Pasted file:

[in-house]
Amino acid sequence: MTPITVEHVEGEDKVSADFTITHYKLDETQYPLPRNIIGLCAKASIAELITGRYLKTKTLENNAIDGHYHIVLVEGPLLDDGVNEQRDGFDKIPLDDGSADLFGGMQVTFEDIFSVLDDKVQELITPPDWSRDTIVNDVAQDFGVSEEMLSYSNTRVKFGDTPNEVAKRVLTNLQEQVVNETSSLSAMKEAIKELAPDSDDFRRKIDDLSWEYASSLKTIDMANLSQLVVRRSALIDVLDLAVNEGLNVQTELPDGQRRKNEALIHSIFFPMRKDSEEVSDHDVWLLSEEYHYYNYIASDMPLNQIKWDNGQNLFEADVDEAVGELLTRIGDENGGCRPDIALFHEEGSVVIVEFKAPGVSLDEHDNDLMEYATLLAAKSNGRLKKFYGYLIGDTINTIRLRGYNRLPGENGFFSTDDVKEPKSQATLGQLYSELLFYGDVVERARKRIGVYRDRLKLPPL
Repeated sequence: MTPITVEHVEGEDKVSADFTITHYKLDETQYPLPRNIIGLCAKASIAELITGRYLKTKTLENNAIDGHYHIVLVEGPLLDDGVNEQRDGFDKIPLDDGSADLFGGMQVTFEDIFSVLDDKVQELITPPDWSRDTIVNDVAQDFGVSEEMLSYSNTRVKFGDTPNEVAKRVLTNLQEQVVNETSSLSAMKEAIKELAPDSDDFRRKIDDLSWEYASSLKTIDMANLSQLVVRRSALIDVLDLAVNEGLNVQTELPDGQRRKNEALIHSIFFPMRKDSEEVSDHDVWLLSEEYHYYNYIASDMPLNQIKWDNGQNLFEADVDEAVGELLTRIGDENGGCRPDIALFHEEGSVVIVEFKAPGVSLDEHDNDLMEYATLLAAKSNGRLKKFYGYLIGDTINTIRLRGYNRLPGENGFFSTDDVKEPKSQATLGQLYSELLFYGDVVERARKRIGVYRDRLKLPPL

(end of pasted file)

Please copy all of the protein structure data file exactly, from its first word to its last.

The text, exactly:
[in-house]
Amino acid sequence: MTPITVEHVEGEDKVSADFTITHYKLDETQYPLPRNIIGLCAKASIAELITGRYLKTKTLENNAIDGHYHIVLVEGPLLDDGVNEQRDGFDKIPLDDGSADLFGGMQVTFEDIFSVLDDKVQELITPPDWSRDTIVNDVAQDFGVSEEMLSYSNTRVKFGDTPNEVAKRVLTNLQEQVVNETSSLSAMKEAIKELAPDSDDFRRKIDDLSWEYASSLKTIDMANLSQLVVRRSALIDVLDLAVNEGLNVQTELPDGQRRKNEALIHSIFFPMRKDSEEVSDHDVWLLSEEYHYYNYIASDMPLNQIKWDNGQNLFEADVDEAVGELLTRIGDENGGCRPDIALFHEEGSVVIVEFKAPGVSLDEHDNDLMEYATLLAAKSNGRLKKFYGYLIGDTINTIRLRGYNRLPGENGFFSTDDVKEPKSQATLGQLYSELLFYGDVVERARKRIGVYRDRLKLPPL
Repeated sequence: MTPITVEHVEGEDKVSADFTITHYKLDETQYPLPRNIIGLCAKASIAELITGRYLKTKTLENNAIDGHYHIVLVEGPLLDDGVNEQRDGFDKIPLDDGSADLFGGMQVTFEDIFSVLDDKVQELITPPDWSRDTIVNDVAQDFGVSEEMLSYSNTRVKFGDTPNEVAKRVLTNLQEQVVNETSSLSAMKEAIKELAPDSDDFRRKIDDLSWEYASSLKTIDMANLSQLVVRRSALIDVLDLAVNEGLNVQTELPDGQRRKNEALIHSIFFPMRKDSEEVSDHDVWLLSEEYHYYNYIASDMPLNQIKWDNGQNLFEADVDEAVGELLTRIGDENGGCRPDIALFHEEGSVVIVEFKAPGVSLDEHDNDLMEYATLLAAKSNGRLKKFYGYLIGDTINTIRLRGYNRLPGENGFFSTDDVKEPKSQATLGQLYSELLFYGDVVERARKRIGVYRDRLKLPPL